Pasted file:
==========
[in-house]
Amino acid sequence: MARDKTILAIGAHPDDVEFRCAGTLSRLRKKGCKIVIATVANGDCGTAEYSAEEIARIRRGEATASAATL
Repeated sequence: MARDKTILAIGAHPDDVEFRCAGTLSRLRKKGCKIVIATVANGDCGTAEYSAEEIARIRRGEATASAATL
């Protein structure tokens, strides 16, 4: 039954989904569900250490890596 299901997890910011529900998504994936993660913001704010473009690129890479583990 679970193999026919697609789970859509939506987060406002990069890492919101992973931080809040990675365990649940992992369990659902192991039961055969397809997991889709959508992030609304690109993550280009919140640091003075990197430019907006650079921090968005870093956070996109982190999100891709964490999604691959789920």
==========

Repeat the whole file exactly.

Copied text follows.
[in-house]
Amino acid sequence: MARDKTILAIGAHPDDVEFRCAGTLSRLRKKGCKIVIATVANGDCGTAEYSAEEIARIRRGEATASAATL
Repeated sequence: MARDKTILAIGAHPDDVEFRCAGTLSRLRKKGCKIVIATVANGDCGTAEYSAEEIARIRRGEATASAATL
């Protein structure tokens, strides 16, 4: 039954989904569900250490890596 299901997890910011529900998504994936993660913001704010473009690129890479583990 679970193999026919697609789970859509939506987060406002990069890492919101992973931080809040990675365990649940992992369990659902192991039961055969397809997991889709959508992030609304690109993550280009919140640091003075990197430019907006650079921090968005870093956070996109982190999100891709964490999604691959789920």